Meeting News CoveragePerspective

Outcomes for carotid stenting, endarterectomy similar in patients with prior carotid stenting

In a cohort of patients who previously had ipsilateral carotid artery stenting, there was no difference in outcomes between those who underwent repeat carotid stenting and those who underwent endarterectomy, researchers reported.

The researchers analyzed 474 patients from the Vascular Quality Initiative database who underwent carotid endarterectomy or stenting between January 2003 and April 2015 after previous carotid stenting. Isibor Arhuidese, MD, from Johns Hopkins Hospital, presented the findings at the Society of Vascular Surgery 2016 Vascular Annual Meeting.

According to the researchers, 20% of the cohort underwent endarterectomy and 80% underwent repeat carotid stenting. There were no significant differences between the groups in age, sex, race, symptomatic status, hypertension prevalence, diabetes prevalence, CAD, congestive HF or current smoking (P > .05 for all).

At 30 days, the rate of stroke or death in asymptomatic patients was 4.8% in the endarterectomy group and 0.4% in the stenting group (P = .01), whereas in symptomatic patients, the rates were 0% in the endarterectomy group and 4.7% in the stenting group (P = .21), according to the researchers.

Perioperative MI was 3.2% in the endarterectomy group and 1.1% in the stenting group (P = .13), Arhuidese and colleagues found.

In the overall cohort, after adjustment for symptomatic status and medical characteristics, there were no significant differences between the groups in stroke or death at 30 days (OR = 0.74; 95% CI, 0.11-5.05) or at 1 year (OR = 0.92; 95% CI, 0.38-2.23), according to the researchers.

Arhuidese and colleagues determined the following characteristics were independent predictors of stroke or death: older age (HR = 1.09; 95% CI, 1.05-1.14), diabetes (OR = 2.2; 95% CI, 1.2-4.1) and active smoking (HR = 2.3; 95% CI, 1.1-4.7).

“Tight management of diabetes and smoking cessation remain potent targets for improving overall outcomes in these patients,” Arhuidese and colleagues wrote in an abstract. by Erik Swain

Reference:

Arhuidese I, et al. Plenary Session 5: SS22. Presented at: Society of Vascular Surgery 2016 Vascular Annual Meeting; June 8-11, 2016; National Harbor, Md.

Disclosure: Arhuidese reports no relevant financial disclosures.

In a cohort of patients who previously had ipsilateral carotid artery stenting, there was no difference in outcomes between those who underwent repeat carotid stenting and those who underwent endarterectomy, researchers reported.

The researchers analyzed 474 patients from the Vascular Quality Initiative database who underwent carotid endarterectomy or stenting between January 2003 and April 2015 after previous carotid stenting. Isibor Arhuidese, MD, from Johns Hopkins Hospital, presented the findings at the Society of Vascular Surgery 2016 Vascular Annual Meeting.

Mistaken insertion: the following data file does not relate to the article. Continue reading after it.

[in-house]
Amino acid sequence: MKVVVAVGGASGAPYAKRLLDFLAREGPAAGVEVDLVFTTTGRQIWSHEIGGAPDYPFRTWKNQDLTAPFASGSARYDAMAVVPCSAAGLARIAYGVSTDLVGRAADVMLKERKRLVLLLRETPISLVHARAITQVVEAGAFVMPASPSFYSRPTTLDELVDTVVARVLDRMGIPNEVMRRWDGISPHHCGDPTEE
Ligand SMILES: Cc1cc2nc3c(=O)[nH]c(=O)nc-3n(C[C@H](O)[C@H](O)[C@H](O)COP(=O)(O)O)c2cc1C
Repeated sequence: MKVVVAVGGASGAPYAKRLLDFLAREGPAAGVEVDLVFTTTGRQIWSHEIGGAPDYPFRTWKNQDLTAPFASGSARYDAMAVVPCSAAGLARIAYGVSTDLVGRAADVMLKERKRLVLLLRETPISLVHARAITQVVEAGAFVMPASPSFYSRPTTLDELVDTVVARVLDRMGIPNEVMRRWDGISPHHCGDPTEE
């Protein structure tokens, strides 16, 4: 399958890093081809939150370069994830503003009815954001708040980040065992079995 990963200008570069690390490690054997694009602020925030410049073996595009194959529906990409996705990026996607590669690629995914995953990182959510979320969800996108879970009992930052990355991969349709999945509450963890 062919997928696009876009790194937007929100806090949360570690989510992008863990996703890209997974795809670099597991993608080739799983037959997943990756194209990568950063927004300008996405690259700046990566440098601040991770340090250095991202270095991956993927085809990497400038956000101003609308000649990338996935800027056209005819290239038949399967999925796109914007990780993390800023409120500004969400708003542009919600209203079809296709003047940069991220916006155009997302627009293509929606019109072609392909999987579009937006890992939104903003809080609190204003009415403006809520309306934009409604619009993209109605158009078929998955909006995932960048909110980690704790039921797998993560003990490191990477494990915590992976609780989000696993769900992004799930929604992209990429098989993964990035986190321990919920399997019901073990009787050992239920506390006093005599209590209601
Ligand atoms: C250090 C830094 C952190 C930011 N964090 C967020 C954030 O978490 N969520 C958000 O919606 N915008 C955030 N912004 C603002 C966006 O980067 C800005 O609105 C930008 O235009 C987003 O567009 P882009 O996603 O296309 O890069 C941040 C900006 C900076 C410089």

According to the researchers, 20% of the cohort underwent endarterectomy and 80% underwent repeat carotid stenting. There were no significant differences between the groups in age, sex, race, symptomatic status, hypertension prevalence, diabetes prevalence, CAD, congestive HF or current smoking (P > .05 for all).

At 30 days, the rate of stroke or death in asymptomatic patients was 4.8% in the endarterectomy group and 0.4% in the stenting group (P = .01), whereas in symptomatic patients, the rates were 0% in the endarterectomy group and 4.7% in the stenting group (P = .21), according to the researchers.

Perioperative MI was 3.2% in the endarterectomy group and 1.1% in the stenting group (P = .13), Arhuidese and colleagues found.

In the overall cohort, after adjustment for symptomatic status and medical characteristics, there were no significant differences between the groups in stroke or death at 30 days (OR = 0.74; 95% CI, 0.11-5.05) or at 1 year (OR = 0.92; 95% CI, 0.38-2.23), according to the researchers.

Arhuidese and colleagues determined the following characteristics were independent predictors of stroke or death: older age (HR = 1.09; 95% CI, 1.05-1.14), diabetes (OR = 2.2; 95% CI, 1.2-4.1) and active smoking (HR = 2.3; 95% CI, 1.1-4.7).

“Tight management of diabetes and smoking cessation remain potent targets for improving overall outcomes in these patients,” Arhuidese and colleagues wrote in an abstract. by Erik Swain

Reference:

Arhuidese I, et al. Plenary Session 5: SS22. Presented at: Society of Vascular Surgery 2016 Vascular Annual Meeting; June 8-11, 2016; National Harbor, Md.

Disclosure: Arhuidese reports no relevant financial disclosures.

    Perspective
    Christopher J. Kwolek

    Christopher J. Kwolek

    This is a unique and important study, but we have to be careful about drawing conclusions from it. In asymptomatic patients with prior carotid stenting, the rate of 30-day stroke or death was 4.8% in the endarterectomy group vs. 0.4% in the stenting group, which suggests that if we focus on stroke or death, repeat carotid angioplasty may be safer. In the symptomatic cohort, the results were reversed and endarterectomy was safer. However, the sample size, particularly in the symptomatic patient cohort, is small, and there is a lot of information we don’t have, including the equipment used and whether there was cranial nerve injury. We need more people to publish and present their data on this topic.

    • Christopher J. Kwolek, MD
    • Director, Vascular and Endovascular Training Program Massachusetts General Hospital Chairman, Department of Surgery Newton-Wellesley Hospital, Newton, Massachusetts

    Disclosures: Kwolek reports serving as principal investigator of a trial sponsored by Silk Road Medical.